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Oi from Rio De Janeiro

Yes...we are in Rio.  Oi is Portuguese for Hello.  We have only learned a few words of Portuguese...like "obrigado" (thanks)...many words are almost like English (telefono, taolette). But you still can't understand what people are saying. Even those in our group who speak Spanish are having trouble.

But before we talk about Rio, here are some perspectives from Iguazu Falls. First of all, it is Iquazu on the Argentinian side and Iguaçu on the Brasilian (yes...Brasil) side. It is pronounced ee-gwa-SU (or ee-gua-SHU in Brasil) and it means "place where the waters end" as it is the place where two rivers flow into a third. We spent Christmas Eve on the Argentinian side and Christmas Day on the Brasil side.  Awesome.  Amazing.  Huge.  Breath-taking.  Majestic.  Thunderous. Magnificent.  Spiritual.  Iguazu has neither the volume of Niagara nor the widest single waterfall impact of Victoria.  But, in terms of sheer magnitude, it wins... it includes over 200 separate falls in a spectacular rainforest setting, with bridges and well-maintained nature walks over the river and up to the edge of the falls.  Whereas at Victoria (in Zambia) we were drenched immediately... at Iguaçu, there was no deluge until the very last stop on the Brazilian side.  Such a treat.  While the falls are off the beaten path, they should not be missed on a trip to this part of the world.  Indeed, they are in the "finals" for an updated "seven new natural wonders of the world" list.  We caught sight of several  coati mundi families (like raccoons) as well as an elusive Fruit Loops toucan. 





Our guide informed us the jungle was full of leopards, pumas, and the like...but even though we made a special request, we saw none of the above. Other than a sumptuous Christmas Eve buffet (in Latin America, Christmas Eve is when the big celebration occurs) the food at the Falls was not memorable.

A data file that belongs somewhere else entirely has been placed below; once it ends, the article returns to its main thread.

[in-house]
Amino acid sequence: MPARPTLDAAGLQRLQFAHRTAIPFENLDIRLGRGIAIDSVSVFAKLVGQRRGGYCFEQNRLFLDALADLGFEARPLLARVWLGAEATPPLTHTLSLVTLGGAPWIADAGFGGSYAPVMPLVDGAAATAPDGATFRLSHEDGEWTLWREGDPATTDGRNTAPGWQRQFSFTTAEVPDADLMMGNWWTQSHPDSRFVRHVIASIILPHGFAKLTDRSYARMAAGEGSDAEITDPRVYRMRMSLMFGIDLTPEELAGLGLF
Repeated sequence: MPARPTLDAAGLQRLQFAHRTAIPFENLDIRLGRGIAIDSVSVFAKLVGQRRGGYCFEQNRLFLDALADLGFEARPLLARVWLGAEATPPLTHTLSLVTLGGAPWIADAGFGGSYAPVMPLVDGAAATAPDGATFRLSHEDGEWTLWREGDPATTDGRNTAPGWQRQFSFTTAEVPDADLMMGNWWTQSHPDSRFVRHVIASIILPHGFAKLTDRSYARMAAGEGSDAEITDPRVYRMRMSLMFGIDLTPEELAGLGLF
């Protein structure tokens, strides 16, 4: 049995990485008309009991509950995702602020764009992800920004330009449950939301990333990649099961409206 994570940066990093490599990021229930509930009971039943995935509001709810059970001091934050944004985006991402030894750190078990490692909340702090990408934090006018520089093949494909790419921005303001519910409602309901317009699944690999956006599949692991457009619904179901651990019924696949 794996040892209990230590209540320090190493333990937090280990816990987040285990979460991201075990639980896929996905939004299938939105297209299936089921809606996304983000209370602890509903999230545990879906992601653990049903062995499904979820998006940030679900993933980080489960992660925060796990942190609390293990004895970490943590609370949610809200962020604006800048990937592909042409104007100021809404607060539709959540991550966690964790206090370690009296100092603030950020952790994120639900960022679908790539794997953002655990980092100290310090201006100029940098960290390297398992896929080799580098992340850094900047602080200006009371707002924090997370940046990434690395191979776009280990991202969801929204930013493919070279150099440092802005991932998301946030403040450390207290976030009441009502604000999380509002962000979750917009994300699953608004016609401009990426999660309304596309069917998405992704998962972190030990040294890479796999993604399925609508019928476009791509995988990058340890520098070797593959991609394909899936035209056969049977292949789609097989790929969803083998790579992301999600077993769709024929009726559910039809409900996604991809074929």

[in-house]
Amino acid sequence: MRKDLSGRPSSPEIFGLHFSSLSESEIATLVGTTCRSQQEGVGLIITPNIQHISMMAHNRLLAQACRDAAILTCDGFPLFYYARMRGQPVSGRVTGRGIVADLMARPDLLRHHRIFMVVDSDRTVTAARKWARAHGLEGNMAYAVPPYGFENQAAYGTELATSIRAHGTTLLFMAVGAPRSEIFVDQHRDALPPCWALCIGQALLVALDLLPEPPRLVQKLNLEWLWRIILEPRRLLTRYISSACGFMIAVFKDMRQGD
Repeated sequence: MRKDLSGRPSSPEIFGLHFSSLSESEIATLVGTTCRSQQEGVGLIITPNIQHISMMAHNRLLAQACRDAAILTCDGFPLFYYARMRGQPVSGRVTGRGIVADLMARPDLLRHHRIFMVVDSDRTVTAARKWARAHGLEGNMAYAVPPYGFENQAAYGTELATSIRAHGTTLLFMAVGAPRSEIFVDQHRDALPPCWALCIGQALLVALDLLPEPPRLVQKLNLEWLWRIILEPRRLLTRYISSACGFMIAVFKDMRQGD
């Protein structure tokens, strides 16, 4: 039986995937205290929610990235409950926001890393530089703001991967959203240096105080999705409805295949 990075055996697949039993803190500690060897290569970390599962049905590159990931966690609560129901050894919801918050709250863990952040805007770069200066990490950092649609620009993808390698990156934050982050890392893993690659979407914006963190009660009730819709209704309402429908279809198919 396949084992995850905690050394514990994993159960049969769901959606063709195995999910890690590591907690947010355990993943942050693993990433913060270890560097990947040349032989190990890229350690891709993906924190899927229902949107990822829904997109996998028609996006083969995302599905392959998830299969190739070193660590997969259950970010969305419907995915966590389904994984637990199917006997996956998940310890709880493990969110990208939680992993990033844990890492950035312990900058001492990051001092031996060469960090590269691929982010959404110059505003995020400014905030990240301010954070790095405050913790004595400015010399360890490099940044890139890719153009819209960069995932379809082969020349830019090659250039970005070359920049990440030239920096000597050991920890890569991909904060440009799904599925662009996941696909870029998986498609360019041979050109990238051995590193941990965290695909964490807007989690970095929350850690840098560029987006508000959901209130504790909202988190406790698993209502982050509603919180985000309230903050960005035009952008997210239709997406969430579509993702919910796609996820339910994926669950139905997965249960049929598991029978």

Then, on Christmas Day, we moved on to Rio (pop. 7 million).  A fascinating city of contrasts--extreme poverty (in the favellas/slums) and over-the-top hotels and condos (in Ipanema Beach)... extraordinary diversity across ethnicity lines... a free and easy lifestyle that expresses itself through the samba, Carnaval (four days of partying like Mardi Gras but south of the border), and a ¨let´s hang out at the beach" orientation. Other descriptors for this city:  thongs, Speedos (both worn by all, in their respective gender, regardless of those individuals’ size), in your face, uninhibited, steamy (in all respects), energizing. The city includes the largest urban rainforest, mountains, bays, the Atlantic Ocean, and is overseen by the almost overpowering Christ the Redeemer statue.  Nearly everyone has seen the photos, but to be in the presence of this statue was awe-inspiring.  And to be there the day after Christmas when the cardinal was officiating at a mass was more awe-inspiring still.

We walked on Copacabana beach and boardwalk which has the world's smallest McDonalds - a little hut like you find on many Caribbean beaches - the kitchen is underground! Thousands of people sunbathing and enjoying the water there.  The beach is beautiful - clean white sand several kilometers long. No air conditioning in the favellas, so the beach is the destination of choice (and the temperature has been hovering upwards of 95).  The name Rio De Janeiro means "River of January" because when the Portuguese "discovered" it in 1502 (don't tell the natives) it was January 1st and they thought they were on a big river....but it turns out it was a bay off the Atlantic (so they were no smarter than the Spanish in Buenos Aires).